This article is part of our DraftKings KBO series.
Despite rain threatening several games Friday, we wound up with close to a full slate of KBO action, with only the Giants-Tigers game getting washed away. With a strong group of starters taking the hill, it's perhaps no surprise that the eight active teams averaged just 3.4 runs apiece, with none scoring more than six. The most offense came from the Wiz, who rode a three-hit performance from Jae Gyun Hwang and a quality start from Young Pyo Ko to a 6-4 win over the Landers. On the pitching side, Ryan Carpenter was excellent, striking out nine while allowing just one run in seven innings of work, but he was robbed of a win when the Heroes scored three runs after he left the game to win 4-3. Min Ho Lee also turned in a very strong performance, giving up just one run on four hits over eight innings of work as the Twins beat the Lions, 3-1.
Thankfully, the rain appears to have finally disappeared, and we should get a full, five-game Saturday slate. Games kick off slightly earlier at 5:00 a.m. ET and feature a deep group of playable pitchers.
Casey Kelly ($8,100) has been on a bit of an odd run recently, allowing exactly four or exactly zero runs in each of his last six outings. The three of those which have come since the Olympic break have largely been encouraging, however. He threw a combined 14 shutout innings against the Landers and Giants in his first two, and while he allowed four runs in six innings against the Dinos in his most recent start, he also struck out eight batters, his second-highest total of the season. He now owns a 20:1 K:BB in 20 innings since the break, dragging his strikeout rate up to 17.8 percent, a number not far from his 18.4 percent mark last year. He'll look to stay hot in pitcher-friendly Jamsil Baseball Stadium against a decent Heroes lineup that ranks fourth in scoring but is without star outfielder Jung Hoo Lee (side).
Nick Kingham ($7,900) is another strong mid-priced option. He didn't look like a particularly good signing for the Eagles early in the year, as he produced a mediocre 4.59 ERA through his first six starts, but even that stretch came with a perfectly fine 29:9 K:BB in 33.1 innings and a 1.20 WHIP. Over his last eight outings, he's been quite good, cruising to a 2.79 ERA and 1.07 WHIP. He's benefited from an unsustainable .250 BABIP this season, but his 20.1 percent strikeout rate and 8.0 percent walk rate are both better than league average and make for a strong combination. He'll face a Dinos lineup that has managed no more than four runs in four straight games and isn't nearly as intimidating as it used to be after four starters were suspended due to health-protocol violations over the break.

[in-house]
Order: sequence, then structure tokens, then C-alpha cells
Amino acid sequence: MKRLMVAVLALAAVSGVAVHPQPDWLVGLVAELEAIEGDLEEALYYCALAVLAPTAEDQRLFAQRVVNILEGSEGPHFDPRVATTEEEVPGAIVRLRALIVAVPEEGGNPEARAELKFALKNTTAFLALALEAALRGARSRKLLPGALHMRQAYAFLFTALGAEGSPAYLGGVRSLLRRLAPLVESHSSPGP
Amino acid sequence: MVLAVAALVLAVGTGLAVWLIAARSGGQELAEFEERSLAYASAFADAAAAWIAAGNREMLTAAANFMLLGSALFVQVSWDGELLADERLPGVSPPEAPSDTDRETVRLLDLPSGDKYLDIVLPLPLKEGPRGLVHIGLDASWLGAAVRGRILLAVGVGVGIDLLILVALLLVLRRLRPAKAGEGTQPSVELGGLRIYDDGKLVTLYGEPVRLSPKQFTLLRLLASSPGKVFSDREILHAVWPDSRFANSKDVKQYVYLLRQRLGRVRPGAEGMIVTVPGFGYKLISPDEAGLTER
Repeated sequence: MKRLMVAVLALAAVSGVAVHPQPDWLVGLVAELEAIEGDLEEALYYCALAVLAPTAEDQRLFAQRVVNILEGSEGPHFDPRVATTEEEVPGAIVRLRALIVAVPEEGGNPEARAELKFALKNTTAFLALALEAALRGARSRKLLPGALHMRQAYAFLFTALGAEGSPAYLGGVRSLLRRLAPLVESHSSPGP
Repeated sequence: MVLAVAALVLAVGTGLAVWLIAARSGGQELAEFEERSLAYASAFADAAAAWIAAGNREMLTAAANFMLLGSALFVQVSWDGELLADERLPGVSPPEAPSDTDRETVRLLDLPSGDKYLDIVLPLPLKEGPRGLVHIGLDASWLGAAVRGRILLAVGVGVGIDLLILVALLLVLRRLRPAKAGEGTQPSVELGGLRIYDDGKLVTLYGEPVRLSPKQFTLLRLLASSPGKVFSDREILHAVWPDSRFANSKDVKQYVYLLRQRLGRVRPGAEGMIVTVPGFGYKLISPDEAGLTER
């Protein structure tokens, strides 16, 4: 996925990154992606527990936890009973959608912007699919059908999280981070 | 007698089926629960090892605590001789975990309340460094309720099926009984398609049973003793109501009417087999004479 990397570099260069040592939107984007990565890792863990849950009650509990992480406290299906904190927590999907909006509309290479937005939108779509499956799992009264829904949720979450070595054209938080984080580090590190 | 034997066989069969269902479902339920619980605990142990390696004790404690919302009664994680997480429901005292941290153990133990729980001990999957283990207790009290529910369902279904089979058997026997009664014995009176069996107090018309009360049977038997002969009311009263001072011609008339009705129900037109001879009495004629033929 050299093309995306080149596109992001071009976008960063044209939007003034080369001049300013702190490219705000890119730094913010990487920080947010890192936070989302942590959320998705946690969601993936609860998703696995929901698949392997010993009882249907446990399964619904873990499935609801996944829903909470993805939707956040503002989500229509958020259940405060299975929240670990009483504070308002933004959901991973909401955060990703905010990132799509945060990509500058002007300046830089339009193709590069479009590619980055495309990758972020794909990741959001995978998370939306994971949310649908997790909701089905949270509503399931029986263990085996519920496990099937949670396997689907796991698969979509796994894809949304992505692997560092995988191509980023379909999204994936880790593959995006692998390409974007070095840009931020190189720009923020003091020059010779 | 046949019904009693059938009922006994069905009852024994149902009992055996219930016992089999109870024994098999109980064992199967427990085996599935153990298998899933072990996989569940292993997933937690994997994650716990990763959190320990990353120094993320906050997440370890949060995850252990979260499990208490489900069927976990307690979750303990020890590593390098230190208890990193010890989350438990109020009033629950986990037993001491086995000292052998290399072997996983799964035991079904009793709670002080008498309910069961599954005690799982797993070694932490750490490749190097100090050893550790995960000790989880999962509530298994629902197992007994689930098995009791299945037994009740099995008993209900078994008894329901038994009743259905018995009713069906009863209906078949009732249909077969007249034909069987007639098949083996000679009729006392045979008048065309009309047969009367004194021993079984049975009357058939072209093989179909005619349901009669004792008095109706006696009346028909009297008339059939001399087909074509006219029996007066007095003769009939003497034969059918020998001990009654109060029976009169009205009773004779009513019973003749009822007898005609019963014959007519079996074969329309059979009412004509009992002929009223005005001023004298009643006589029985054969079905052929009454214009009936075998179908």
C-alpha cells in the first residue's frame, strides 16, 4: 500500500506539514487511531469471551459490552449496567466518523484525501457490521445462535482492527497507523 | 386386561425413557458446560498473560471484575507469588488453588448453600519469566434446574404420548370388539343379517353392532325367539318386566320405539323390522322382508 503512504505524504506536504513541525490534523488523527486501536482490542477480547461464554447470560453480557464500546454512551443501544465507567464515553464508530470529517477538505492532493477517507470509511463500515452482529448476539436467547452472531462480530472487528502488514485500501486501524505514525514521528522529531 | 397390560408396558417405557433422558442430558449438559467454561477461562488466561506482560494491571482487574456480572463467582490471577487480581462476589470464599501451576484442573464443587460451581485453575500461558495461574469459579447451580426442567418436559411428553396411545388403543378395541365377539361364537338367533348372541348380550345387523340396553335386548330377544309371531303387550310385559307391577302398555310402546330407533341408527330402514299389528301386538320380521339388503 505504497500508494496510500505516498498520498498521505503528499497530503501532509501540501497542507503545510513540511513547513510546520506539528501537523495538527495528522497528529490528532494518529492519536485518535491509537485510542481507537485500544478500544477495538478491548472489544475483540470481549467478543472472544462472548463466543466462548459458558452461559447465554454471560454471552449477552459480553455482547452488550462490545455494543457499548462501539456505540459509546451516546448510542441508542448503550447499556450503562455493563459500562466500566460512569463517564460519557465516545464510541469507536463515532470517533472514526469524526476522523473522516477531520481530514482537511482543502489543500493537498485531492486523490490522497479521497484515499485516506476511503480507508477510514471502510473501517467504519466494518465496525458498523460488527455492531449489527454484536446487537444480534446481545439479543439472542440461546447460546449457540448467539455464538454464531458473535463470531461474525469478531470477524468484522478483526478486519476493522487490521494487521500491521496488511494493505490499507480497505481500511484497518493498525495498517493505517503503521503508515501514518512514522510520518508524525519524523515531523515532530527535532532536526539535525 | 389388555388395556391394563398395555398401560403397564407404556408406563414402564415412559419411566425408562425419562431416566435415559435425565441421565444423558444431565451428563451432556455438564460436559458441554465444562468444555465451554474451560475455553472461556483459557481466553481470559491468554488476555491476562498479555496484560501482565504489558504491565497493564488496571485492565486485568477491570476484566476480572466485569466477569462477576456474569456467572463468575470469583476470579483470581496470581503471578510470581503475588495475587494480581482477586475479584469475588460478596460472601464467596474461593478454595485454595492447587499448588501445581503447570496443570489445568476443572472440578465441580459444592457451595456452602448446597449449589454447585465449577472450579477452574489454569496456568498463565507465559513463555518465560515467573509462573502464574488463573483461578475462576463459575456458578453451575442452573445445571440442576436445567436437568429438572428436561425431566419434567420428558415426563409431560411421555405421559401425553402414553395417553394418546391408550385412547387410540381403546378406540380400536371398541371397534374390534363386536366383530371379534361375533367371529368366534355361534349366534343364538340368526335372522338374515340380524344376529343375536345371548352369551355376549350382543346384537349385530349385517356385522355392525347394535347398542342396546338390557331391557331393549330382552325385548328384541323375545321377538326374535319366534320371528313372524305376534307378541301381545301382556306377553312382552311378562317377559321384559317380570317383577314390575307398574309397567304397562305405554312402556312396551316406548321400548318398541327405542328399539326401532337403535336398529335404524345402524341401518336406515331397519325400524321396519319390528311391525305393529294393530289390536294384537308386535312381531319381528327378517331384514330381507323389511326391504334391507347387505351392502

If you've got the budget space and can stomach some risk, consider Wilmer Font ($8,800). For most of the season, Font was excellent, posting a 3.36 ERA and 1.07 WHIP through the end of June while striking out 82 batters in 75 innings of work. He's stumbled over his last five starts, posting a 5.46 ERA over that stretch, but his underlying numbers suggest things aren't all that bad. He still has a 1.07 WHIP over that stretch and has whiffed an impressive 35 batters in 28 innings. His strikeout prowess is the primary reason to be interested in him, as his 27.7 percent strikeout rate ranks second among qualified starters and gives him big upside on any given night. Look for him to bounce back here against the ninth-ranked Tigers lineup.
Ja Wook Koo ($5,800) has featured frequently in this section in recent days, but it's hard not to keep mentioning him given how well he's hitting. He's recorded at least one hit in all 14 games since the break, slashing .370/.453/.611 over that stretch. He's also showed off his wheels, stealing six bases to bring his season total to 22, already a career high and tied for the third-best mark in the league. Just one of the 13 other players with double-digit steals can beat his 13 homers (Shin Soo Choo), and just one (Chang Ki Hong) can beat his .855 OPS. The all-around threat should stay hot Saturday, as he'll get the platoon advantage against Wiz righty Odrisamer Despaigne, who had a strong first half but has allowed 13 runs in 13.2 innings since the break.
On the opposite side of that same contest, selecting some Wiz batters seems like a good idea against Lions lefty Chae Heung Choi, who finished with a 3.58 ERA last year but has a 5.94 mark this season. Jae Gyun Hwang ($4,900) may be the team's best value Saturday given that the excellent Baek Ho Kang comes in north of $6,000 despite getting the platoon disadvantage against Choi. Hwang can't match his teammate's ridiculous numbers, but his .325/.393/.473 slash line on the season is certainly nothing to complain about. He's been particularly hot over his last three games, going 10-for-13 at the plate while scoring eight runs.